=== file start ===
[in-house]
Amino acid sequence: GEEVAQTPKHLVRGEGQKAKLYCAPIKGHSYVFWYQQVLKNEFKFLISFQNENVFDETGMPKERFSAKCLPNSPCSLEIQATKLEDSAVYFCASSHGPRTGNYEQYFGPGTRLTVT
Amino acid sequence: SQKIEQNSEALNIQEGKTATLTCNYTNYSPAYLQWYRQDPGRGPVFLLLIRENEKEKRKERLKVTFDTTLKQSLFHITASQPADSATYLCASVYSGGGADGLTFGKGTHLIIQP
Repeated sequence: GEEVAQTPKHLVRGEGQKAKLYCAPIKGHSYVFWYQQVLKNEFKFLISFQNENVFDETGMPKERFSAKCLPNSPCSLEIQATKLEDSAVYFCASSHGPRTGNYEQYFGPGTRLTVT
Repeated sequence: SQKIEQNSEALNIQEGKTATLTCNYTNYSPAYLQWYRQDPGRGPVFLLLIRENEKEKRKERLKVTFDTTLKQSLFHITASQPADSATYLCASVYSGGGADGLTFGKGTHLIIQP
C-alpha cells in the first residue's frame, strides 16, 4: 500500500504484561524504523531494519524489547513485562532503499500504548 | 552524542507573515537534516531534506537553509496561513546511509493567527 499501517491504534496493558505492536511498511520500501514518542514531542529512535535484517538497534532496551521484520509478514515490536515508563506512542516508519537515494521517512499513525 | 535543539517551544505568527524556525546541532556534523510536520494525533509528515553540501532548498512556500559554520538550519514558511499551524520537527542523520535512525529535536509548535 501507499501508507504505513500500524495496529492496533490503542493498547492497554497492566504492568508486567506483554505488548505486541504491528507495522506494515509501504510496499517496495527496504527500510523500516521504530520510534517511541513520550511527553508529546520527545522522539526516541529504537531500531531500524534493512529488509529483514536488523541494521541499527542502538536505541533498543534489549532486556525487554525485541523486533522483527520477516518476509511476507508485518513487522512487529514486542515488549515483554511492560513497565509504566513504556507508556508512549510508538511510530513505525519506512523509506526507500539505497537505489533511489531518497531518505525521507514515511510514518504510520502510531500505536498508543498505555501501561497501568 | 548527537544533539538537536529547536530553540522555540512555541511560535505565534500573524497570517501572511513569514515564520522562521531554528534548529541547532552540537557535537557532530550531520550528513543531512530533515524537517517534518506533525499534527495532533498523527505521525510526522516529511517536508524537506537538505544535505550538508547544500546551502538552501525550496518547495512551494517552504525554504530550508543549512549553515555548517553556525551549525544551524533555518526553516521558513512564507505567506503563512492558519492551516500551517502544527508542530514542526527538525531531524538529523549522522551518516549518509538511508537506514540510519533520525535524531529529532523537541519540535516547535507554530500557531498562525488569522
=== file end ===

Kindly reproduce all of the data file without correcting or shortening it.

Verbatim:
[in-house]
Amino acid sequence: GEEVAQTPKHLVRGEGQKAKLYCAPIKGHSYVFWYQQVLKNEFKFLISFQNENVFDETGMPKERFSAKCLPNSPCSLEIQATKLEDSAVYFCASSHGPRTGNYEQYFGPGTRLTVT
Amino acid sequence: SQKIEQNSEALNIQEGKTATLTCNYTNYSPAYLQWYRQDPGRGPVFLLLIRENEKEKRKERLKVTFDTTLKQSLFHITASQPADSATYLCASVYSGGGADGLTFGKGTHLIIQP
Repeated sequence: GEEVAQTPKHLVRGEGQKAKLYCAPIKGHSYVFWYQQVLKNEFKFLISFQNENVFDETGMPKERFSAKCLPNSPCSLEIQATKLEDSAVYFCASSHGPRTGNYEQYFGPGTRLTVT
Repeated sequence: SQKIEQNSEALNIQEGKTATLTCNYTNYSPAYLQWYRQDPGRGPVFLLLIRENEKEKRKERLKVTFDTTLKQSLFHITASQPADSATYLCASVYSGGGADGLTFGKGTHLIIQP
C-alpha cells in the first residue's frame, strides 16, 4: 500500500504484561524504523531494519524489547513485562532503499500504548 | 552524542507573515537534516531534506537553509496561513546511509493567527 499501517491504534496493558505492536511498511520500501514518542514531542529512535535484517538497534532496551521484520509478514515490536515508563506512542516508519537515494521517512499513525 | 535543539517551544505568527524556525546541532556534523510536520494525533509528515553540501532548498512556500559554520538550519514558511499551524520537527542523520535512525529535536509548535 501507499501508507504505513500500524495496529492496533490503542493498547492497554497492566504492568508486567506483554505488548505486541504491528507495522506494515509501504510496499517496495527496504527500510523500516521504530520510534517511541513520550511527553508529546520527545522522539526516541529504537531500531531500524534493512529488509529483514536488523541494521541499527542502538536505541533498543534489549532486556525487554525485541523486533522483527520477516518476509511476507508485518513487522512487529514486542515488549515483554511492560513497565509504566513504556507508556508512549510508538511510530513505525519506512523509506526507500539505497537505489533511489531518497531518505525521507514515511510514518504510520502510531500505536498508543498505555501501561497501568 | 548527537544533539538537536529547536530553540522555540512555541511560535505565534500573524497570517501572511513569514515564520522562521531554528534548529541547532552540537557535537557532530550531520550528513543531512530533515524537517517534518506533525499534527495532533498523527505521525510526522516529511517536508524537506537538505544535505550538508547544500546551502538552501525550496518547495512551494517552504525554504530550508543549512549553515555548517553556525551549525544551524533555518526553516521558513512564507505567506503563512492558519492551516500551517502544527508542530514542526527538525531531524538529523549522522551518516549518509538511508537506514540510519533520525535524531529529532523537541519540535516547535507554530500557531498562525488569522